Co-location is intrinsic to some software development and it can also have social benefits, build an esprit de corps and smooth out the kinds of communication issues that time zones and typing often cause. But, for me, there’s another softer reason why co-location is advantageous – I learn stuff in passing from the natural interactions I have in the course of a working day. 

When I go to a colleague’s desk to ask about some functionality, and they pull up source files for inspection, I’m looking at the text, but I’m also interested in the editor they’re using, the powerful ways it lets them search/replace and the fact that it has a plug-in for fancy diffing that I wasn’t aware of and that I can use myself next time.

Sitting with a developer as they write code is a welcome insight into the mindset of someone who really knows the nuts, bolts, screws, rivets, nails and other fixings when my skills, relatively speaking, extend to being able to tell a bradawl from a bread knife. And it’s often an interesting view inside a piece of the product too, with architectural details prompting thoughts on potential test vectors.

While one of the team is looking for patterns in a huge number of log files, I might see how a chain of a few simple Linux utilities can become an exploratory testing probe.

Workmates with expertise in our application and the domains it’s used in dispense nuggets of useful information too – perhaps just by having their browser open on a site when I go over to talk to them I discover a whole new resource of testing material. Or when they work the product I see new paths through it that I can try to exploit next time I’m in that area.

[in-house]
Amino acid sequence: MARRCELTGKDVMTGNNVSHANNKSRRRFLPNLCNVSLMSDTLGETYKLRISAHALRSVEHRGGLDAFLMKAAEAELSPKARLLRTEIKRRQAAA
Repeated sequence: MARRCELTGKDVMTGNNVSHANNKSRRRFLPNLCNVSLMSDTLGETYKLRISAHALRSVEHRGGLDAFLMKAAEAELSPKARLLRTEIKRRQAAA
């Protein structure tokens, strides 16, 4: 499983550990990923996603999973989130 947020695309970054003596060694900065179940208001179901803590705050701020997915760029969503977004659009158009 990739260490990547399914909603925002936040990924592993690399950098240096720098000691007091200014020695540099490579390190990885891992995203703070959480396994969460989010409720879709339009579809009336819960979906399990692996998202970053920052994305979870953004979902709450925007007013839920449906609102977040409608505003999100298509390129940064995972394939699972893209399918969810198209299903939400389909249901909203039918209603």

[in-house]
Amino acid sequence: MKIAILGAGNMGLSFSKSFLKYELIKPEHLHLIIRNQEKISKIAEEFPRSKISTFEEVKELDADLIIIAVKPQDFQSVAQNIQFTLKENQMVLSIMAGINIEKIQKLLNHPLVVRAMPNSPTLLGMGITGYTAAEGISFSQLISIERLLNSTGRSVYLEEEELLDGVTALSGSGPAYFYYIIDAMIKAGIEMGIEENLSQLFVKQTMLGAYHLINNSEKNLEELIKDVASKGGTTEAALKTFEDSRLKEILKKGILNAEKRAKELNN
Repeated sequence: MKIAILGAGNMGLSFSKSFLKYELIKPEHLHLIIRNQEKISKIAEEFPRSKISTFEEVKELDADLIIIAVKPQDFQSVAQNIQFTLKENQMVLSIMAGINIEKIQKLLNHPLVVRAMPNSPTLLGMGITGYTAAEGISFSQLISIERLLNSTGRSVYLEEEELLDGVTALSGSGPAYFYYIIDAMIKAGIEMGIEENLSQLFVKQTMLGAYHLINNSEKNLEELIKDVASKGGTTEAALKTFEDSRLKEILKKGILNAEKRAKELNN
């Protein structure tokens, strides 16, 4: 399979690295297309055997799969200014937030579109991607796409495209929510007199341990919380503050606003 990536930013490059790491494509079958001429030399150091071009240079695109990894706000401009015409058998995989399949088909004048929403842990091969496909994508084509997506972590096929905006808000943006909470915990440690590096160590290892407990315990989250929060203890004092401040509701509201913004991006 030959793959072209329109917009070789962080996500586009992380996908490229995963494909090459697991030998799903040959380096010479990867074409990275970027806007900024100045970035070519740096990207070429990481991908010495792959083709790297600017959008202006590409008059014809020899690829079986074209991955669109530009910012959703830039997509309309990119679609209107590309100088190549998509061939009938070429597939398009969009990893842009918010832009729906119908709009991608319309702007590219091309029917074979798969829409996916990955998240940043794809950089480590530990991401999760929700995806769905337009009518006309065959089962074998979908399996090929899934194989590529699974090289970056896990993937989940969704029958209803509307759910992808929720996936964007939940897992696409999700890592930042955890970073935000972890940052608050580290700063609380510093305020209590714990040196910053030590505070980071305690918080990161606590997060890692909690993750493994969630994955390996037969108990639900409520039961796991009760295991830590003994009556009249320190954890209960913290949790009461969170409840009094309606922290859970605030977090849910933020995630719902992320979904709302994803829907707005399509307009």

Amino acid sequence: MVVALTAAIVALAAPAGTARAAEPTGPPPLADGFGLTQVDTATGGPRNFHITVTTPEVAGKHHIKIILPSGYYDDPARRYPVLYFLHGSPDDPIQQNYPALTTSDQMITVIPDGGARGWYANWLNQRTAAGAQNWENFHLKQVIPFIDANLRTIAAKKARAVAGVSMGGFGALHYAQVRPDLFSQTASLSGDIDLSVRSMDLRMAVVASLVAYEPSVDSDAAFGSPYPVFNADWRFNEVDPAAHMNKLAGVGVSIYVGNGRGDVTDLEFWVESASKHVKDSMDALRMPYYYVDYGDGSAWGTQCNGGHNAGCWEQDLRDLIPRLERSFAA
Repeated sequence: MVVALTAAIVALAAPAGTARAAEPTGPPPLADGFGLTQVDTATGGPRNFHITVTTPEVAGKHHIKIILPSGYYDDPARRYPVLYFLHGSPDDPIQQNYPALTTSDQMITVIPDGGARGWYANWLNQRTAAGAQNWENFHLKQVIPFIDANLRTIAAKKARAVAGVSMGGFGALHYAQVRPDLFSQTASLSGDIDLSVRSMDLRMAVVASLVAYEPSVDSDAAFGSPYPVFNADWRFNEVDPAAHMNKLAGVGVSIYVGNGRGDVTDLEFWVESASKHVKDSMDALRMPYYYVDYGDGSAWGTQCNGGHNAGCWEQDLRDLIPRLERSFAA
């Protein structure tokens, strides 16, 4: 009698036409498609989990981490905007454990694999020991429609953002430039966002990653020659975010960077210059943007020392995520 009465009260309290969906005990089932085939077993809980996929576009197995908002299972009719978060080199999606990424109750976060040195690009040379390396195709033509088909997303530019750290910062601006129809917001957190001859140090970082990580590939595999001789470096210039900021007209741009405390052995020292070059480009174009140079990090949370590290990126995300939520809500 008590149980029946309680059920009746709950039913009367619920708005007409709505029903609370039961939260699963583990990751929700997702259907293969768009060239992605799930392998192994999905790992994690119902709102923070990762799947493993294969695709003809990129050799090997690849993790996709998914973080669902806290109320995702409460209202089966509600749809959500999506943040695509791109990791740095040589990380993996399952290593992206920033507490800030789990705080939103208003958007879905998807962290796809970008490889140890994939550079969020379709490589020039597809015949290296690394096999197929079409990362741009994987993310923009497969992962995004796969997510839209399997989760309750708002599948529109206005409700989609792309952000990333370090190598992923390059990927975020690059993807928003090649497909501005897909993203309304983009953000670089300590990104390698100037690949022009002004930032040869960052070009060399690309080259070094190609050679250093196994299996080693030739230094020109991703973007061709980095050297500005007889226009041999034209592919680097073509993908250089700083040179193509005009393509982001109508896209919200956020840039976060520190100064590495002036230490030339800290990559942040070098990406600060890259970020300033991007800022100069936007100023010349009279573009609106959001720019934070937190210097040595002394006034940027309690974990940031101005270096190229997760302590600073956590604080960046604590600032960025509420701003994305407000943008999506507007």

Even the way that different staff interact with their computers is a constant source of new end-user behaviours. A hundred tabs in one browser? Navigating the Windows desktop and its applications by keyboard only? Numerous applications open for hours even though they’re finished with, and the machine is running like a dog? Constantly shuffling Windows to and from the centre of the desktop to reflect the user’s focus? They’re all out there, and plenty more.

Standing at the shoulders of workmates, you should always keep testing antennae out. When you’re learning one thing you’ll often find out something else just as useful for free.